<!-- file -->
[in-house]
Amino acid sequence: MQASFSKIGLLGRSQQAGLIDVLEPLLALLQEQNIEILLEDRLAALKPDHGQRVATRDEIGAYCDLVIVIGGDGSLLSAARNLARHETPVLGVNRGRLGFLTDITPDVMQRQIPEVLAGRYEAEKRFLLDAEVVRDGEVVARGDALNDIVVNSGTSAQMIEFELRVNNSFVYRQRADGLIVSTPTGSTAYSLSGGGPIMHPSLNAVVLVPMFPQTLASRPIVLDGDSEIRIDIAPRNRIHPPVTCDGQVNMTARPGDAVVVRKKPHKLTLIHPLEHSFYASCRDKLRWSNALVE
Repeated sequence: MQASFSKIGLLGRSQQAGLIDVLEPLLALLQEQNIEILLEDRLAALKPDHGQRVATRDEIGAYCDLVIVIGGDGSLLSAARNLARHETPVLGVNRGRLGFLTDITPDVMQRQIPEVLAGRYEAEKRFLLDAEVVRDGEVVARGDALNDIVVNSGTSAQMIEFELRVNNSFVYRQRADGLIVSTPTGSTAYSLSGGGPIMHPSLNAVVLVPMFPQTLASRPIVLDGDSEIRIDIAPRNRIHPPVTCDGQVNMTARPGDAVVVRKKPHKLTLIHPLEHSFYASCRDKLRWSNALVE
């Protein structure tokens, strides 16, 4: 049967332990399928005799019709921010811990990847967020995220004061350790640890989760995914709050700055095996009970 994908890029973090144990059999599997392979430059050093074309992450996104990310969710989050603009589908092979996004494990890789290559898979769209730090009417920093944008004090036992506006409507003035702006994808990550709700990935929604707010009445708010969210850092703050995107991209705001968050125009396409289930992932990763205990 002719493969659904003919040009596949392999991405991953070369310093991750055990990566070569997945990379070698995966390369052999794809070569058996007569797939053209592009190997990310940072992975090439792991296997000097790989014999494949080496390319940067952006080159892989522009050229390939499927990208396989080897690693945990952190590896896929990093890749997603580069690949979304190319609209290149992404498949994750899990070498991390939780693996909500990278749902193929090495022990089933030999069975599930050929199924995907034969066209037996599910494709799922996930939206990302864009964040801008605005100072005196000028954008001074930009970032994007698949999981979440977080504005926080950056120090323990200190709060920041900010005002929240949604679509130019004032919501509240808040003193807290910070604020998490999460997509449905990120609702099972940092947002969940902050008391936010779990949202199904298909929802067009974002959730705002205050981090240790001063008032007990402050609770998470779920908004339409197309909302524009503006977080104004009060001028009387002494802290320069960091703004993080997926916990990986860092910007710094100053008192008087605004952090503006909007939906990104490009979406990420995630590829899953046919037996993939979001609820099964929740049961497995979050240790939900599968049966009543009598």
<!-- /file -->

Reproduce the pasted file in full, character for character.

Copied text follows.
[in-house]
Amino acid sequence: MQASFSKIGLLGRSQQAGLIDVLEPLLALLQEQNIEILLEDRLAALKPDHGQRVATRDEIGAYCDLVIVIGGDGSLLSAARNLARHETPVLGVNRGRLGFLTDITPDVMQRQIPEVLAGRYEAEKRFLLDAEVVRDGEVVARGDALNDIVVNSGTSAQMIEFELRVNNSFVYRQRADGLIVSTPTGSTAYSLSGGGPIMHPSLNAVVLVPMFPQTLASRPIVLDGDSEIRIDIAPRNRIHPPVTCDGQVNMTARPGDAVVVRKKPHKLTLIHPLEHSFYASCRDKLRWSNALVE
Repeated sequence: MQASFSKIGLLGRSQQAGLIDVLEPLLALLQEQNIEILLEDRLAALKPDHGQRVATRDEIGAYCDLVIVIGGDGSLLSAARNLARHETPVLGVNRGRLGFLTDITPDVMQRQIPEVLAGRYEAEKRFLLDAEVVRDGEVVARGDALNDIVVNSGTSAQMIEFELRVNNSFVYRQRADGLIVSTPTGSTAYSLSGGGPIMHPSLNAVVLVPMFPQTLASRPIVLDGDSEIRIDIAPRNRIHPPVTCDGQVNMTARPGDAVVVRKKPHKLTLIHPLEHSFYASCRDKLRWSNALVE
């Protein structure tokens, strides 16, 4: 049967332990399928005799019709921010811990990847967020995220004061350790640890989760995914709050700055095996009970 994908890029973090144990059999599997392979430059050093074309992450996104990310969710989050603009589908092979996004494990890789290559898979769209730090009417920093944008004090036992506006409507003035702006994808990550709700990935929604707010009445708010969210850092703050995107991209705001968050125009396409289930992932990763205990 002719493969659904003919040009596949392999991405991953070369310093991750055990990566070569997945990379070698995966390369052999794809070569058996007569797939053209592009190997990310940072992975090439792991296997000097790989014999494949080496390319940067952006080159892989522009050229390939499927990208396989080897690693945990952190590896896929990093890749997603580069690949979304190319609209290149992404498949994750899990070498991390939780693996909500990278749902193929090495022990089933030999069975599930050929199924995907034969066209037996599910494709799922996930939206990302864009964040801008605005100072005196000028954008001074930009970032994007698949999981979440977080504005926080950056120090323990200190709060920041900010005002929240949604679509130019004032919501509240808040003193807290910070604020998490999460997509449905990120609702099972940092947002969940902050008391936010779990949202199904298909929802067009974002959730705002205050981090240790001063008032007990402050609770998470779920908004339409197309909302524009503006977080104004009060001028009387002494802290320069960091703004993080997926916990990986860092910007710094100053008192008087605004952090503006909007939906990104490009979406990420995630590829899953046919037996993939979001609820099964929740049961497995979050240790939900599968049966009543009598």